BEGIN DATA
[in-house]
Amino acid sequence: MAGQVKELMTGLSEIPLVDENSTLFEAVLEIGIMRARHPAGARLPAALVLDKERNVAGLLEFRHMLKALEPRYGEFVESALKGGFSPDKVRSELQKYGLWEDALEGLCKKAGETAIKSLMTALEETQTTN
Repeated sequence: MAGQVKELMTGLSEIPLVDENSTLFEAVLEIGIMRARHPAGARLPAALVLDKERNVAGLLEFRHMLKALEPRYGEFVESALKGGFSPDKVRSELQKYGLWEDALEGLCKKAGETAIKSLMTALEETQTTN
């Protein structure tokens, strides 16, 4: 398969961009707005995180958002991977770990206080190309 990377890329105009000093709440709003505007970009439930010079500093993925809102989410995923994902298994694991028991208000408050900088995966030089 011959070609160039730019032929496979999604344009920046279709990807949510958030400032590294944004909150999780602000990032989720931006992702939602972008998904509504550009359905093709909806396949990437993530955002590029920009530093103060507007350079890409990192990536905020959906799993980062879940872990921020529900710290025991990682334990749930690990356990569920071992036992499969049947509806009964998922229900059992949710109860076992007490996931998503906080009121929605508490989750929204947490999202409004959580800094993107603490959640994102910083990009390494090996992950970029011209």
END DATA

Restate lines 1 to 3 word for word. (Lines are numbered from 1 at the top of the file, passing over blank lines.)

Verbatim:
[in-house]
Amino acid sequence: MAGQVKELMTGLSEIPLVDENSTLFEAVLEIGIMRARHPAGARLPAALVLDKERNVAGLLEFRHMLKALEPRYGEFVESALKGGFSPDKVRSELQKYGLWEDALEGLCKKAGETAIKSLMTALEETQTTN
Repeated sequence: MAGQVKELMTGLSEIPLVDENSTLFEAVLEIGIMRARHPAGARLPAALVLDKERNVAGLLEFRHMLKALEPRYGEFVESALKGGFSPDKVRSELQKYGLWEDALEGLCKKAGETAIKSLMTALEETQTTN